Wednesday, December 21, 2011

This is a game changer for higher education

For several years now many colleges and universities have been trying to understand how to take advantage of the internet.  Lots of them have been putting content up on the internet, for example making some of their classes available via streaming video.

But few universities have offered any kind of proof that a student has mastered the content.

MIT Will Offer Certificates to Outside Students Who Take Its Online Courses starts with:

Millions of learners have enjoyed the free lecture videos and other course materials published online through the Massachusetts Institute of Technology's OpenCourseWare project. Now MIT plans to release a fresh batch of open online courses—and, for the first time, to offer certificates to outside students who complete them.

The credentials are part of a new, interactive e-learning venture, tentatively called MITx, that is expected to host "a virtual community of millions of learners around the world," the institute will announce on Monday.

Here's how it will work: MITx will give anyone free access to an online-course platform. Users will include students on the MIT campus, but also external learners like high-school seniors and engineering majors at other colleges. They'll watch videos, answer questions, practice exercises, visit online labs, and take quizzes and tests. They'll also connect with others working on the material.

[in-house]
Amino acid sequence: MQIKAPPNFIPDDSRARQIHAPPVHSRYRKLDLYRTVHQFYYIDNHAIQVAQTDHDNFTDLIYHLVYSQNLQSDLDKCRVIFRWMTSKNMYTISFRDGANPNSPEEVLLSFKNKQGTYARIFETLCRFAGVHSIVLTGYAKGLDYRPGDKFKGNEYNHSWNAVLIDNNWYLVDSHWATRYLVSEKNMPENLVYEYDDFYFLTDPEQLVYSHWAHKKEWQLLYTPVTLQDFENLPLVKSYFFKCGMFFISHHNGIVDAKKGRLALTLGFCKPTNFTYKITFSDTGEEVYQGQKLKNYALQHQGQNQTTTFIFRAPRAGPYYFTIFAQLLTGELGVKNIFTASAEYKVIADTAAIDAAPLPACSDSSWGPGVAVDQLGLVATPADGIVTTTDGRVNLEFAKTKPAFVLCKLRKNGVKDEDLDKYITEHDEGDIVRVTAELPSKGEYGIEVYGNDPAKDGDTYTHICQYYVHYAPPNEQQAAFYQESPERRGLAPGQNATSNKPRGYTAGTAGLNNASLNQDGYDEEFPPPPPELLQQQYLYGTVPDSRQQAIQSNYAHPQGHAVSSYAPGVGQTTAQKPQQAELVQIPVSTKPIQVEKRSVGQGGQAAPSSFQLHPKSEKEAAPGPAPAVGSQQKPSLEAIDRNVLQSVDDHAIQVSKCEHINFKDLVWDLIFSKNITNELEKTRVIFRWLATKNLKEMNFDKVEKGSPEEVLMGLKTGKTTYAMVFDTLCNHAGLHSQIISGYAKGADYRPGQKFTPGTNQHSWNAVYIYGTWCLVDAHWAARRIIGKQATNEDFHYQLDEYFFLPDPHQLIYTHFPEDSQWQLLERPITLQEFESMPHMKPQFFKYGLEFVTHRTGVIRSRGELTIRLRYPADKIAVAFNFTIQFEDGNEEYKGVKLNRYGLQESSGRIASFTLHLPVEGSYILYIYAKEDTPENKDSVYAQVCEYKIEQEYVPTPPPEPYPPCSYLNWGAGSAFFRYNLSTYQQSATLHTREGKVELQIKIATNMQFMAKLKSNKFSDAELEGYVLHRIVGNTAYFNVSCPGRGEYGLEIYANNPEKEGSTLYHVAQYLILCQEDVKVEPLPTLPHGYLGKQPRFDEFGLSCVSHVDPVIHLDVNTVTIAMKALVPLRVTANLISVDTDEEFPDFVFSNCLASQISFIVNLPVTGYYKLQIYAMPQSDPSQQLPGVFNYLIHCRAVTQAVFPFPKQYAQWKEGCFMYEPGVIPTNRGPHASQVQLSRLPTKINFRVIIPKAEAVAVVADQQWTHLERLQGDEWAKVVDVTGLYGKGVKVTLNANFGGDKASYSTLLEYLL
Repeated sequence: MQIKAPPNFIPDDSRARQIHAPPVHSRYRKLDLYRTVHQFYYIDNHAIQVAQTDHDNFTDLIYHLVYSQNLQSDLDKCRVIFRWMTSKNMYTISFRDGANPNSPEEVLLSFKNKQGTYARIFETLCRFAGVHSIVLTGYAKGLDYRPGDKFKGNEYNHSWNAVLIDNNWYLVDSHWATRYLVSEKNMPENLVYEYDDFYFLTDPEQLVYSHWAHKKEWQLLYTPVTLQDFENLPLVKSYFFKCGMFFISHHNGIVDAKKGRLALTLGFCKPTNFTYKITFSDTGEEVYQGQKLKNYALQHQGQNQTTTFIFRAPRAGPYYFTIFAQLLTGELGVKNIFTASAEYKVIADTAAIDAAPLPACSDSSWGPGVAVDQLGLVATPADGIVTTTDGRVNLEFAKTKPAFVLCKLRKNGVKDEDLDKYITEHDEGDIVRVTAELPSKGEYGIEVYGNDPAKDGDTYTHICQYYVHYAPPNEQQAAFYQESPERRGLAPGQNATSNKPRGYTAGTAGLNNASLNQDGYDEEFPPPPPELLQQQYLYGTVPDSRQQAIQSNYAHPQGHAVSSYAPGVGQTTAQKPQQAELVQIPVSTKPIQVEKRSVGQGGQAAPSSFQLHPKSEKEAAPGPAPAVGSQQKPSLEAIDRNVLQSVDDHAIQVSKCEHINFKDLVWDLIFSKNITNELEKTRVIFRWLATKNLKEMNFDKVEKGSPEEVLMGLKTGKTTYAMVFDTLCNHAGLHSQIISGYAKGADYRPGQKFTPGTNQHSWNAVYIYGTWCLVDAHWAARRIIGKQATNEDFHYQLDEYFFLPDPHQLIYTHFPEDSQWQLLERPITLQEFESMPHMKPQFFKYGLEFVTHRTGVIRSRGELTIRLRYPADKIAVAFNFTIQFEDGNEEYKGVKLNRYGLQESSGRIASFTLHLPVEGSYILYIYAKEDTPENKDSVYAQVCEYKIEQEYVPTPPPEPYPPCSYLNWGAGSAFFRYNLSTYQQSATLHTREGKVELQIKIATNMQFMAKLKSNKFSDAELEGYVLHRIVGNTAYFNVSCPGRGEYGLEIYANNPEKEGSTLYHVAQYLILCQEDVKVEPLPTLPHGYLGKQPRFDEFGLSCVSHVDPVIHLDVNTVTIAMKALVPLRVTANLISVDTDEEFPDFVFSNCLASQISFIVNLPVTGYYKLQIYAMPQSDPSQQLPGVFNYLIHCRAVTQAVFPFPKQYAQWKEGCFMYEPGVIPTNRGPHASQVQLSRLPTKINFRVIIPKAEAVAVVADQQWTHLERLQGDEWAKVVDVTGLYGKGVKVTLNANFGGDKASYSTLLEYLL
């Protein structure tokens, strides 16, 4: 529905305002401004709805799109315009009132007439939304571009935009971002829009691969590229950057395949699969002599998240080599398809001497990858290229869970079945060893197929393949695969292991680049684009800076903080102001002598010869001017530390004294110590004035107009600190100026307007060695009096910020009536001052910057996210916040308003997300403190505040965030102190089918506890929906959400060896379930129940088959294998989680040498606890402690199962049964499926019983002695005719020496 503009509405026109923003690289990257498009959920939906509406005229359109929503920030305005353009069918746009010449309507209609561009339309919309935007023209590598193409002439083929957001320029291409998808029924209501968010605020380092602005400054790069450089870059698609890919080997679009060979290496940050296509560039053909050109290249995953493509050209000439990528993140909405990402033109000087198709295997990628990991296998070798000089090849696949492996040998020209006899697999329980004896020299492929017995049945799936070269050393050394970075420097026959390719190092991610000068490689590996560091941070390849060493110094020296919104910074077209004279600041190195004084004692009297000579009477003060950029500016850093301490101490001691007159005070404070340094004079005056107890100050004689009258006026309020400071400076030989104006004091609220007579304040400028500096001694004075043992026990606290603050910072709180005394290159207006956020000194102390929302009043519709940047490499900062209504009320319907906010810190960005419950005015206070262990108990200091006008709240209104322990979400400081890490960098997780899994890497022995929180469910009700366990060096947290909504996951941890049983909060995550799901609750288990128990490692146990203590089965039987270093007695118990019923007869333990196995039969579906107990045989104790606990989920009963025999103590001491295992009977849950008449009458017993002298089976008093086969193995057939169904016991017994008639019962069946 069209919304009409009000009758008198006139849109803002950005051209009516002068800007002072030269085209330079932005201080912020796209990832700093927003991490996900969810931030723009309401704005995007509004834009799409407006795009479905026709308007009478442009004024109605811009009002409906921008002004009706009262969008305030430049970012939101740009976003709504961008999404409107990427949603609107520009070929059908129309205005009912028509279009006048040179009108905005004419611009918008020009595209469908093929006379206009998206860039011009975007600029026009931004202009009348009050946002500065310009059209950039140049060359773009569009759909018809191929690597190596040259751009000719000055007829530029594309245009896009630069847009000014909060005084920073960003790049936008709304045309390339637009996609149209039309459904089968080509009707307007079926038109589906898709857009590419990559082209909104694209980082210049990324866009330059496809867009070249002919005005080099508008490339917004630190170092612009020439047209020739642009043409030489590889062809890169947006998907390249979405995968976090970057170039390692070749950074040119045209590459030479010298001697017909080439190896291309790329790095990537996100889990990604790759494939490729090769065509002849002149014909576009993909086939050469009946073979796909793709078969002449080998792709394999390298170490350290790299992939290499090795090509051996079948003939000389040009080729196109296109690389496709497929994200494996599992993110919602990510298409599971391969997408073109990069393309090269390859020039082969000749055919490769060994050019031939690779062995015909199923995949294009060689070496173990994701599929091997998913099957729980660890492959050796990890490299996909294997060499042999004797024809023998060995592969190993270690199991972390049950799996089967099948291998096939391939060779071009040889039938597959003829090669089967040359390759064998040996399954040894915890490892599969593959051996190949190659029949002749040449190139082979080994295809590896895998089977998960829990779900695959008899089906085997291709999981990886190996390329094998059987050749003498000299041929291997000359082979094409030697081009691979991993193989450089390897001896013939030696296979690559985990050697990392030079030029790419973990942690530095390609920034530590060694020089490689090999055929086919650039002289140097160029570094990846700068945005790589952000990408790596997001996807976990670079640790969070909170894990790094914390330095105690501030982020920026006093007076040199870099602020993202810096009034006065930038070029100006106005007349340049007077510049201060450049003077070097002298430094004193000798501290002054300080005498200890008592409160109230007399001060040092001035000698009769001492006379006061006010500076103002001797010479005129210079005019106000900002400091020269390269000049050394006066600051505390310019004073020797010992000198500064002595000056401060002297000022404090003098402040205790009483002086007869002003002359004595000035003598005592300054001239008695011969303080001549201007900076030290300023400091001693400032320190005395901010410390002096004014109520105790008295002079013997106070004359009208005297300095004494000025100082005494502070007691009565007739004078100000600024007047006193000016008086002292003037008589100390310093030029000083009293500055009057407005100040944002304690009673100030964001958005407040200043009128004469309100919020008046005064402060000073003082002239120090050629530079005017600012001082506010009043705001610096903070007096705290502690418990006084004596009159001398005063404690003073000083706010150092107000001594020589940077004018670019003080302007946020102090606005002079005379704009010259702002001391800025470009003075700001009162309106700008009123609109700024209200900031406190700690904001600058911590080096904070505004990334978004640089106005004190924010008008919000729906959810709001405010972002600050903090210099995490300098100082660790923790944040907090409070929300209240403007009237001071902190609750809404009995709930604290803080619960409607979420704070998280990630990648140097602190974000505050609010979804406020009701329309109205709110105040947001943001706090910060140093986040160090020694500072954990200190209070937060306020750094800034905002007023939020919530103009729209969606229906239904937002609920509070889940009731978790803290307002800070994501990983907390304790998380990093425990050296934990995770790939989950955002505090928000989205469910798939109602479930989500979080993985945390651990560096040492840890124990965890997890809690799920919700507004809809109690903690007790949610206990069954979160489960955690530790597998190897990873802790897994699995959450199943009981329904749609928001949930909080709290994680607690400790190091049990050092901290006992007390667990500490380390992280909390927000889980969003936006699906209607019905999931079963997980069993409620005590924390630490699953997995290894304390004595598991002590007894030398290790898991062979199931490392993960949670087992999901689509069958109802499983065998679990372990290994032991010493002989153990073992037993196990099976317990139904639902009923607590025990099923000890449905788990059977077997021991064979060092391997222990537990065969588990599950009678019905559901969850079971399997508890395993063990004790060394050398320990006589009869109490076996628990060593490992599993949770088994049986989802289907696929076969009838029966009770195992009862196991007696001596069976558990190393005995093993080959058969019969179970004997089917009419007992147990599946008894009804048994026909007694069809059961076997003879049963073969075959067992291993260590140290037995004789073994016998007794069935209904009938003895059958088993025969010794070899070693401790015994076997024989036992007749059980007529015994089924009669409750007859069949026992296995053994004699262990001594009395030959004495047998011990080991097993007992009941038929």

The first course will begin around the spring of 2012. MIT has not yet announced its subject, but the goal is to build a portfolio of high-demand courses—the kind that draw more than 200 people to lecture halls on the campus, in Cambridge, Mass. MIT is investing "millions of dollars" in the project, said L. Rafael Reif, the provost, and the plan is to solicit more from donors and foundations.

Once top universities start making quality education at internet prices I think average universities are going to have to reevaluate what exactly they are providing, and many average and below average universities are going to see an implosion in enrollment.

Hat tip: Instapundit

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